PTA Letter About Not FundraisingA few years ago, a PTA “Alternative” Fundraiser Sign-Up made the rounds on Facebook and Pinterest. I’m not sure if the letter was authentic or not, but it offered parents an opportunity to give instead of doing all the things that PTA fundraisers usually require like buying wrap paper or signing up to walk or run. Every parent who has ever made cookies or cupcakes for the school bake sale applauded the sign-up form which went viral.

Right now, as Harvard students are receiving eviction notices from their dormitories and the doors of more and more schools are closing, it’s a great time to think about what to do if you’re fundraising event is either (1) cancelled or (2) poorly attended because of coronavirus concerns.   Even if you and your board are brave and decide to soldier on with your event plans, you may find that a lot of your guests are no shows, leaving the seats in your auditorium or tables—and your auction totals–empty.

Here are 8 virtual event ideas you can NOT invite your constituents to if your group doesn’t want to forge ahead:

  1. Online auctions: Just because you don’t hold the gala, doesn’t mean you have to cancel the auction. The bidding software you were planning to use for the auction will more than likely also have functionality for your constituents to bid from afar and even if it doesn’t, ebay certainly does. You can post pictures and descriptions online and hold bidding on a designated evening or leave the bidding open longer.
  2. Text-to-give campaigns: Run a text-to-give campaign instead of an event (maybe you were planning to set up a text to give option for the event anyway?). While there are many apps that can run a text-to-give campaign, one that I’ve used that is incredibly quick and easy to set-up and charges no fee other than the credit card processing fee to use is Givelively.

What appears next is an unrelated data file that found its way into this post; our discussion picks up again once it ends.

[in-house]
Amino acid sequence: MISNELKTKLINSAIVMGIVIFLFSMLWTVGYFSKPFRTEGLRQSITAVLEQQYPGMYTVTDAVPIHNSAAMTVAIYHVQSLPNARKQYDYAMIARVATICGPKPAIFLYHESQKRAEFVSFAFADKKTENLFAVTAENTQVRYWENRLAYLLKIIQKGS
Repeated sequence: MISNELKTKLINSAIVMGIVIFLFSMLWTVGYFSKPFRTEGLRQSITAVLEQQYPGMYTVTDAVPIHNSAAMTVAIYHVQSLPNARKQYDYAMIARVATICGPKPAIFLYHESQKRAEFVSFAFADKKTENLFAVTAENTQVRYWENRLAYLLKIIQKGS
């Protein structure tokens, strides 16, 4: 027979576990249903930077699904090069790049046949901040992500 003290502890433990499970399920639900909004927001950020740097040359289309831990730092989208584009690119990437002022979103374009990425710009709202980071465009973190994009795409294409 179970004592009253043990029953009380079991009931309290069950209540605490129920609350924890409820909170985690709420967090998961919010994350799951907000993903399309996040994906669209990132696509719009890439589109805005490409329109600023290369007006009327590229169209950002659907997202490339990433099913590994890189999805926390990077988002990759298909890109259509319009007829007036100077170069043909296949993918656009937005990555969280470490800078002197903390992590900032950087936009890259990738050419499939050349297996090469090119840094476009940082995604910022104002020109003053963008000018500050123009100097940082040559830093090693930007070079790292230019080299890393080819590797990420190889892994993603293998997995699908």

3. Online Gaming Tournaments: Children’s Miracle Network has, for years, been hosting Extra Life, a series of gaming tournaments, to raise funds. Find the friends within your organizational network to help you with the ins and outs of gaming culture.
  4. Bathrobe Balls: Sojourner Truth House in Gary, IN has put a fun face on its non-event. (On the right:  my favorite pic from the “event”).   Sojourner Truth House encourages people to attend their Bathrobe Ball, a stay-at-home event on a particular evening and to donate the money they would have spent (on a new pair of shoes, a pedicure, a dress, a babysitter, the auction, and the rubber chicken dinner) to their services for women and children who are homeless or at-risk of homelessness. Make your virtual gala social with hashtags, snap chat, and Instagram photos. Ask people to tweet in pics and reasons they stayed at home for you.
  5. Shop for a Cause: Remind people while they’re stuck at home that their smile.amazon.com account can help you. Send people an invitation to shop for you at all of your favorite sites that will offer you a reward or referral.